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Why Does My Cat Chirp at Birds? 5 Common Reasons

Written by: Melissa Gunter

Last Updated on June 7, 2024 by Catster Editorial Team

cat watching bird in the window

Why Does My Cat Chirp at Birds? 5 Common Reasons

Your cat may seem like a cuddly ball of fur or even a hairless wonder who loves to spend time with you under the blankets, but something changes when your feline sees a bird outside the window. Instantly, your kitty goes on the prowl. They’ll be seated in the window, peering at the unsuspecting bird and chirping.

Yes, we said chirp. Most cat parents have witnessed it, but those unfamiliar with cats may not necessarily believe it. Cats are supposed to meow, but it’s common for your kitty to chirp when they see a bird. You should even encourage it. The big question is, why does your cat chirp?

Let’s take a look at 5 common reasons for this behavior in cats so you can better understand your kitty pal and admire their vocalizations when a bird or other small prey animal is around.


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The 5 Reasons Why Cats Chirp at Birds

1. Mimicking the Bird

While they may not look like it, cats are natural-born hunters. To make hunting easier, it’s believed that the chirping sound of cats when they see a bird is a form of mimicking. This type of trickery is often used in the wild to entice the prey to move closer. Now, your housecat can’t get to the birds they see outside.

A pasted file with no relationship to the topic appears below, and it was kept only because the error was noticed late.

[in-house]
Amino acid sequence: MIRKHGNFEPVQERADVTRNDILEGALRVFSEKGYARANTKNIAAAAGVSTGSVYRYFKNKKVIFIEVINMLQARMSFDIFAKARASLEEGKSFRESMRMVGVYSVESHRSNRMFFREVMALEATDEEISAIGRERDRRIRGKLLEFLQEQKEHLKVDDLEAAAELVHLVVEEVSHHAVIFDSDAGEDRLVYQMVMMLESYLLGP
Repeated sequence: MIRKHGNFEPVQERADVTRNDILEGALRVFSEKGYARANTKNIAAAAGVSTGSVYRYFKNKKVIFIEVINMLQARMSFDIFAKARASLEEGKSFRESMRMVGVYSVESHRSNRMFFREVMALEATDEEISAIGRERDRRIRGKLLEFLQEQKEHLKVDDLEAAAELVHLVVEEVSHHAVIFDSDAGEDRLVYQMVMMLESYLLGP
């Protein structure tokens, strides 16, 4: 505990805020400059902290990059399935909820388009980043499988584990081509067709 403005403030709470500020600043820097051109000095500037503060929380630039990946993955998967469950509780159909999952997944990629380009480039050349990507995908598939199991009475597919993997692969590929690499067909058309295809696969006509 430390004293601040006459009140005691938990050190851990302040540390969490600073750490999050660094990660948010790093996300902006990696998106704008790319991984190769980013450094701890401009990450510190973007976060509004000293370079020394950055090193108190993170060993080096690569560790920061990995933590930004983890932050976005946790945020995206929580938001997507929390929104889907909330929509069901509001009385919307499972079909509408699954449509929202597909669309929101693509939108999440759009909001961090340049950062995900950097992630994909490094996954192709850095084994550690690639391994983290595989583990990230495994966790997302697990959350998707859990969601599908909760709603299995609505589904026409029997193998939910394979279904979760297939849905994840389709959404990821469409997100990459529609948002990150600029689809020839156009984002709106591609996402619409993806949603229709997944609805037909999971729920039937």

That doesn’t mean their instincts aren’t going to kick in anyway. If big cats in the wild try to trick their prey, why shouldn’t your feisty feline? Allowing this to happen is a great way to let your cat feel like they are on the hunt.

cat hunting birds
Image Credit: Piqsels

2. It’s All About Excitement

What cat parent doesn’t like to see their kitty excited about something? This is especially true if the tiny carnivore in your home prefers lounging around instead of being active. It’s possible that the chirping coming from your cat when they spot a bird outside the window is all about that excitement.

Seeing a bird can make your cat’s mouth water or teeth chatter. The excitement your cat feels at the potential of snatching prey could be garnering an involuntary reaction that, without the prey in their mouth, results in a chirping sound.

3. A Frustrated Kitty

Your indoor cat could be chirping at the birds outside the window out of frustration. But don’t let that worry you. The chirping you hear from your little hunter could be their frustration over being unable to leap from the window to chase the prey they’ve spotted. If that is the case, it’s completely normal and won’t hurt your cat’s psyche. They’ll still feel like they are the king or queen of the house after the bird takes off.

cat and bird
Image Credit: Alexas_Fotos, Pixabay

4. The Prey Sequence Has Been Activated